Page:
Created by W.Langdon from gp-bibliography.bib Revision:1.7421
Embedded control software has become a branch of software engineering with distinct temporal, interface and resource constraints and requirements. This results in a characteristic software structure, and by examining this, the effective decomposition of an overall problem into a number of smaller, simpler problems is performed. It is this type of problem amelioration that is suggested as a method whereby certain real -world problems may be rendered into a soluble form suitable for GP.
In the course of this research, the body of published GP literature was examined and the most important changes to the original GP technique of Koza are noted; particular focus is made upon GP techniques involving an element of concurrency -which is central to this work. This search highlighted few applications of GP for the creation of software for complex, realworld problems -this was especially true in the case of multi thread, multi output solutions.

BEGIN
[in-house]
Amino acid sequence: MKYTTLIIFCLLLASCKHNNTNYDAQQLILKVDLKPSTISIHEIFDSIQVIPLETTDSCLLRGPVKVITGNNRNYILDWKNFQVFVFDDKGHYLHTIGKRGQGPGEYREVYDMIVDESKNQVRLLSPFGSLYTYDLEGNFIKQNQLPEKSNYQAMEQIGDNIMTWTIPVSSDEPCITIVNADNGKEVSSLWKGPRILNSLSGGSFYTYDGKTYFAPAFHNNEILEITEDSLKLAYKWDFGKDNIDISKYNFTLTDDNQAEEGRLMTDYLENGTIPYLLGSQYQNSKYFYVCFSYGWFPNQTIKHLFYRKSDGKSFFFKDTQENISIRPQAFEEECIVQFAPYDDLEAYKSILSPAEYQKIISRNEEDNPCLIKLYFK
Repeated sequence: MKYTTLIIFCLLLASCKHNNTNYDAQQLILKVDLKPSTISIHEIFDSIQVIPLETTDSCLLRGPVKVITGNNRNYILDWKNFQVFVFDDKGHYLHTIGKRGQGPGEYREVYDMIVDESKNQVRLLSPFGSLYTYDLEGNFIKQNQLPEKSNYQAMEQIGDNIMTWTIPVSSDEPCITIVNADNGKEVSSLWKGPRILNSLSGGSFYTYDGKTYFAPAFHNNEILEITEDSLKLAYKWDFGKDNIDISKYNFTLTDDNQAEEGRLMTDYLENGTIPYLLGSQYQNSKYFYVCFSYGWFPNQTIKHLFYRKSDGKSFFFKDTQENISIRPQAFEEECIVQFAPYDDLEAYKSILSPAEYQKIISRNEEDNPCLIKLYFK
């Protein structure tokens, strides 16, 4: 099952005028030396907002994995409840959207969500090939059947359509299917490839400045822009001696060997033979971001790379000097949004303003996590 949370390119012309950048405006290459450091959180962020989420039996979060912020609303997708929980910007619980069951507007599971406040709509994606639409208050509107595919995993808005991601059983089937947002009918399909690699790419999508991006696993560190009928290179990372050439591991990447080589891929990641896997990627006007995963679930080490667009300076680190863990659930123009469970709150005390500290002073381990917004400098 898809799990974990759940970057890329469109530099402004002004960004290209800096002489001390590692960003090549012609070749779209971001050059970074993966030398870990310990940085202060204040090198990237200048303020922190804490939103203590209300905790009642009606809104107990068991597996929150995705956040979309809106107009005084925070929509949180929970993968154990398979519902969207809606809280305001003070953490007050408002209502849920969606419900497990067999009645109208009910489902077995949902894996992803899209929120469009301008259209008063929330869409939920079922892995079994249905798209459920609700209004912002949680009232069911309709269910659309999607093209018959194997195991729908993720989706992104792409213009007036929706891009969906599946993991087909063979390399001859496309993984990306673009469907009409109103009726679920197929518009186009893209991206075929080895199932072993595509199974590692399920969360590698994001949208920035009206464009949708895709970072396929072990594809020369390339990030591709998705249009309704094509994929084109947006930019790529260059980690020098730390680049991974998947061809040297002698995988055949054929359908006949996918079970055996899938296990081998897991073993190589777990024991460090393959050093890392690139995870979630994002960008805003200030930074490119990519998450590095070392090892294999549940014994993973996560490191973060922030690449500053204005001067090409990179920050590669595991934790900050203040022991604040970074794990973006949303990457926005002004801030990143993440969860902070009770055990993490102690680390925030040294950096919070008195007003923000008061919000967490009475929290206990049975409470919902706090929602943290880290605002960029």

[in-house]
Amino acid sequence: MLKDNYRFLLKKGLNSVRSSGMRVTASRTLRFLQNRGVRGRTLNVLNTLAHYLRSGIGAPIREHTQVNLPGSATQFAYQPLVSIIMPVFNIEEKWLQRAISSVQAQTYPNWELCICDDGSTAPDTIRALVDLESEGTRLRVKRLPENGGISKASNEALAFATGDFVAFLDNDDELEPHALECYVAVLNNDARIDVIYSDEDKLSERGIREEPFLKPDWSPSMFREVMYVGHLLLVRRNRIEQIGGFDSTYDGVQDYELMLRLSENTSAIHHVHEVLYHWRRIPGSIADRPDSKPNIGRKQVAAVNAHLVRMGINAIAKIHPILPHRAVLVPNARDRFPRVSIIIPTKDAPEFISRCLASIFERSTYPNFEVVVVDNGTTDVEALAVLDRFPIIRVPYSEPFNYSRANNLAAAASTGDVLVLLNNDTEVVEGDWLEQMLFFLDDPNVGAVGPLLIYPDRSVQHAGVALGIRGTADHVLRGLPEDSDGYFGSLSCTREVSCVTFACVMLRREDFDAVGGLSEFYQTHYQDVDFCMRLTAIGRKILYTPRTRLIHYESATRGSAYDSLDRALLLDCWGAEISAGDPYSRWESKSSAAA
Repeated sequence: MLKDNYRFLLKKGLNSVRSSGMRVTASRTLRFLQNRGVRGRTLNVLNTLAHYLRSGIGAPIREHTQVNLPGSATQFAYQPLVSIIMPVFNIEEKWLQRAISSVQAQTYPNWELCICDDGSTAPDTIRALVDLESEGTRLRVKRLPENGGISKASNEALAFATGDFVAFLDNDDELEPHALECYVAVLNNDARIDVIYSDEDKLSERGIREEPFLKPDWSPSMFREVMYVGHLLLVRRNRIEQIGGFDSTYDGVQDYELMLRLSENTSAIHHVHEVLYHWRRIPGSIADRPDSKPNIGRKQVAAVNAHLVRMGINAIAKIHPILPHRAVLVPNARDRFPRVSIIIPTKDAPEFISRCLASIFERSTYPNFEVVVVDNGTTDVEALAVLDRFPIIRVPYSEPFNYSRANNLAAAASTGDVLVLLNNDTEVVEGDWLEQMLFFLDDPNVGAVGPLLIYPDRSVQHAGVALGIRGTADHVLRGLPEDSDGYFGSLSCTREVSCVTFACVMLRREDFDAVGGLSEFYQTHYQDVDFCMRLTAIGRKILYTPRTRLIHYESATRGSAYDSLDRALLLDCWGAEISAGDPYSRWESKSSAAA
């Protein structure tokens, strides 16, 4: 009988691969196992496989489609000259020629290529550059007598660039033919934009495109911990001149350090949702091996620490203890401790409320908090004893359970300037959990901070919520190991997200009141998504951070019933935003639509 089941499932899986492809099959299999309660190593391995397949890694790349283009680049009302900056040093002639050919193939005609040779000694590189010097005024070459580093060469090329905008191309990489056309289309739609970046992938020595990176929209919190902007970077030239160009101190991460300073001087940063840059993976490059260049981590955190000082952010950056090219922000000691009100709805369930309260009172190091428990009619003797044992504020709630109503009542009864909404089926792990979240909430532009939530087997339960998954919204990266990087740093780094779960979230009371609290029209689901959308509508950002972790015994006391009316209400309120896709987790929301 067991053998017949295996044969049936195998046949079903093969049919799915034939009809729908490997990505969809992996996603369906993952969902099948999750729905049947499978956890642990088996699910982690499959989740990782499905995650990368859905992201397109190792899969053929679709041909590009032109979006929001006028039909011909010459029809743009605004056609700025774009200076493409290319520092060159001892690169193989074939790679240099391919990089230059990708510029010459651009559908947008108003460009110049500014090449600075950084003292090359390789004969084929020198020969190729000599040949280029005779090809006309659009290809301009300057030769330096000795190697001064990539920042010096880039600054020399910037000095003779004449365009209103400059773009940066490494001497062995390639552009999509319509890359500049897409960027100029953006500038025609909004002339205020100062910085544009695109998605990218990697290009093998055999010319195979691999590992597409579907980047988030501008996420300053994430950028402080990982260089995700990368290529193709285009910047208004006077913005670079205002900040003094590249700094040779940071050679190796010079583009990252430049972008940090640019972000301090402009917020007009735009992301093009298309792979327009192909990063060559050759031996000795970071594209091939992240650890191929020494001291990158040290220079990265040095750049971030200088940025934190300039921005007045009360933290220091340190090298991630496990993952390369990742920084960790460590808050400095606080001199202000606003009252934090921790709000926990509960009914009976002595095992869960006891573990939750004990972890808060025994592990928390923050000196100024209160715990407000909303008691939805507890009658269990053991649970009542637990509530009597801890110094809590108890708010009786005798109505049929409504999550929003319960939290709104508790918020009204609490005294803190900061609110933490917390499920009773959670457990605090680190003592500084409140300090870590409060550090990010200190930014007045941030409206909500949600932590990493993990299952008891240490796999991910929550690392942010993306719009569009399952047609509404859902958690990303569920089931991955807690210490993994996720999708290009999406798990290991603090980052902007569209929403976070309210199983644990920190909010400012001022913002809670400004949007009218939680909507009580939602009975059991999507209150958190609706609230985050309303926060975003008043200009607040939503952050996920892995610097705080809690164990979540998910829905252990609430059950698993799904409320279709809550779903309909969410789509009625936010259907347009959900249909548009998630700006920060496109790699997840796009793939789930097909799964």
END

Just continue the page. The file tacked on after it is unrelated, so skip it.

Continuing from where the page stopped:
To demonstrate this Idea, a concurrent Linear GP (LGP) system was built that creates a multiple input -multiple output solution using a custom low -level evolutionary language set, combining both continuous and Boolean data types. The system uses a multi -tasking model to evolve and execute the required LGP code for each system output using separate populations: Two example problems -a simple fridge controller and a more complex washing machine controller are described, and the problems encountered and overcome during the successful solution of these problems, are detailed. The operation of the complete, evolved washing machine controller is simulated using a graphical LabVIEW application.
The aim of this research is to propose a general purpose system for the automatic creation of control software for use in a range of problems from the target problem class -without requiring any system tuning: In order to assess the system search performance sensitivity, experiments were performed using various population and LGP string sizes; the experimental data collected was also used to examine the utility of abandoning stalled searches and restarting. This work is significant because it identifies a realistic application of GP that can ease the burden of finite human software design resources, whilst capitalising on accelerating computing potential.",
Supervisor Martin Shepperd (1st) and Martin Lefley (2nd)",
Genetic Programming entries for John Hart